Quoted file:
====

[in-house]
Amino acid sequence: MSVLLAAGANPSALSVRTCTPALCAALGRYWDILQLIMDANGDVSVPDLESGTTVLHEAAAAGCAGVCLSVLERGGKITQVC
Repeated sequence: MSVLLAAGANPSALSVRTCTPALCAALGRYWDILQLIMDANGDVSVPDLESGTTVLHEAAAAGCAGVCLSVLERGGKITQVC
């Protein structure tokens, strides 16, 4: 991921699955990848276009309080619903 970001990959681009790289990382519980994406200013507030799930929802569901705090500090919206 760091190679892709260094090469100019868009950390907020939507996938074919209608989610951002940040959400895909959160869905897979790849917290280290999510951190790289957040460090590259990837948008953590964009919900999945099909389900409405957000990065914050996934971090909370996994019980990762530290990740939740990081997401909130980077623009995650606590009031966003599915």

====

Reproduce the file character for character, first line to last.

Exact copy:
[in-house]
Amino acid sequence: MSVLLAAGANPSALSVRTCTPALCAALGRYWDILQLIMDANGDVSVPDLESGTTVLHEAAAAGCAGVCLSVLERGGKITQVC
Repeated sequence: MSVLLAAGANPSALSVRTCTPALCAALGRYWDILQLIMDANGDVSVPDLESGTTVLHEAAAAGCAGVCLSVLERGGKITQVC
């Protein structure tokens, strides 16, 4: 991921699955990848276009309080619903 970001990959681009790289990382519980994406200013507030799930929802569901705090500090919206 760091190679892709260094090469100019868009950390907020939507996938074919209608989610951002940040959400895909959160869905897979790849917290280290999510951190790289957040460090590259990837948008953590964009919900999945099909389900409405957000990065914050996934971090909370996994019980990762530290990740939740990081997401909130980077623009995650606590009031966003599915």